Installing the HPGCC3 libraries
From the Downloads section, get the latest file.
Create a main folder for your hpgcc3 installation. The name and location is not important, but for this tutorial the folder will be created in the user's home directory, and will be named 'hpgcc3'. From this point on, all references to "the hpgcc3 folder" will mean /home/user/hpgcc3/ in this tutorial.
Extract the downloaded file inside the new hpgcc3 folder. There are two main subdirectories, one called tools_workspace and one called libs_workspace. As the name suggests, these are Eclipse workspaces, one containing tools and the other containing the hpgcc3 libraries.
Building the tools
Start Eclipse. Go to the menu File -> Switch workspace -> Other... and select the tools_workspace directory. The IDE will close and reopen automatically. Now you should see on the left of the screen, the Project Explorer showing several projects.
These projects are the tools needed to build the HPGCC3 libraries, and also your own user programs. Go to the menu Project and select Build All..., or simply hit ctrl+B on the keyboard. The IDE will start to build and install all the necessary tools. You can keep an eye on the build progress by selecting "Build on background", and then finding the tab "Console" in the lower pane. Once the build is finished, there's one important step to follow.
There's an Eclipse plugin which cannot be installed automatically, since access to the Eclipse folders requires super user permissions. The build process that just finished created a script file on your desktop, so close Eclipse. It is important that Eclipse is closed (not just minimized), since a restart is required to load the new plugin. You should see a new icon 'install_plugin.sh'. Double click on it to run it, a dialog will pop up asking you what to do. It is very important that you select "Run in Terminal", otherwise it won't give you a chance to authorize the installation.
When prompted, type your user's password. Once the script finished the installation, log out and back into the operating system. This is to allow the OS to pick up the changes in the environment variables.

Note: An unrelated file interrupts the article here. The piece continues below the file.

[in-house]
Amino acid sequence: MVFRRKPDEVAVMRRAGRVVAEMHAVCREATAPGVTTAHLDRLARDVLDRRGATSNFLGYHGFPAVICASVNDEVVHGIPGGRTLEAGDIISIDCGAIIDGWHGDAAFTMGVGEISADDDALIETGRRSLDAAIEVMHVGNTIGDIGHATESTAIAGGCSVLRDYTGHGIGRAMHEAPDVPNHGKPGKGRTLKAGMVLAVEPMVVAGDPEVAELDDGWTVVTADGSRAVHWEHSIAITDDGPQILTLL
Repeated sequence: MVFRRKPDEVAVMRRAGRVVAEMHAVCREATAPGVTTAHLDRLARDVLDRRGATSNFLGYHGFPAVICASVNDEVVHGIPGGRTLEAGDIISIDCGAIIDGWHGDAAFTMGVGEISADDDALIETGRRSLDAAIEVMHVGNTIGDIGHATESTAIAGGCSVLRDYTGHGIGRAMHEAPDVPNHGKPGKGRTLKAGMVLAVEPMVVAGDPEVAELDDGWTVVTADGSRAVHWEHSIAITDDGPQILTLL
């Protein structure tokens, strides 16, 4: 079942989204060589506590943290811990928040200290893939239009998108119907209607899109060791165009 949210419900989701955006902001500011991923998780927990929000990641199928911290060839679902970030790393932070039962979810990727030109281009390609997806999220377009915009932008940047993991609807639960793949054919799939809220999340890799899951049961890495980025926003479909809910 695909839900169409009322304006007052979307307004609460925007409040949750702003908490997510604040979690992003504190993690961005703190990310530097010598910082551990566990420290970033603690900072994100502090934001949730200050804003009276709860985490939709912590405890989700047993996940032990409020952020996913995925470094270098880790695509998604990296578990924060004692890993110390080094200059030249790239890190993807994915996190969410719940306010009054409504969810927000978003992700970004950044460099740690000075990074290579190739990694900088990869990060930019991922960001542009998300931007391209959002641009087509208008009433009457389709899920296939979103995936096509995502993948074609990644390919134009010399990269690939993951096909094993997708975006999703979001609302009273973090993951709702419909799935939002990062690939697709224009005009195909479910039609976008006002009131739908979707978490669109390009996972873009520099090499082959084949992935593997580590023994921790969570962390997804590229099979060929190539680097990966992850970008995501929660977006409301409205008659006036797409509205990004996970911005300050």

To verify if the plugin was correctly installed, open Eclipse and go to the menu File -> New -> C Project. A dialog pops up, and if everything went well you should see "HPGCC3 (Linux)" listed as one of the toolchains available when you choose an Empty executable file.
Building the libraries
Once the tools are built and installed, the first step to build the libraries is to supply a calculator ROM image, where the libraries will be installed on.
Open Eclipse, go to the menu File -> Switch workspace -> Other... and select the libs_workspace directory. The IDE will close and reopen automatically. Now you should see on the left of the screen, the Project Explorer showing several projects.
In the project explorer, find the project named 'make_rom', and open the project. Inside the project there is an empty folder named 'original_rom'. Get the latest rom image from HP website, or use your favorite rom version. The rom image is typically a .bin file of about 1.2 MBytes in size. Copy this file into the 'original_rom' folder. Failure to provide a valid rom image will result in errors.
Go to the menu Project and select Build All..., or simply hit ctrl+B on the keyboard. The IDE will start to build and install all the necessary libraries. You can keep an eye on the build progress by selecting "Build on background", and then finding the tab "Console" in the lower pane. Once the build is finished, exit Eclipse.
Congratulations, HPGCC3 is now built and installed on your IDE.
Once the build process finished, you can safely delete the directories 'tools_workspace' and 'libs_workspace' since they are no longer needed. It could be advantageous for the seasoned programmer to keep the 'libs_workspace' directory, in order to quickly take a peek at HPGCC3 sources when needed for reference.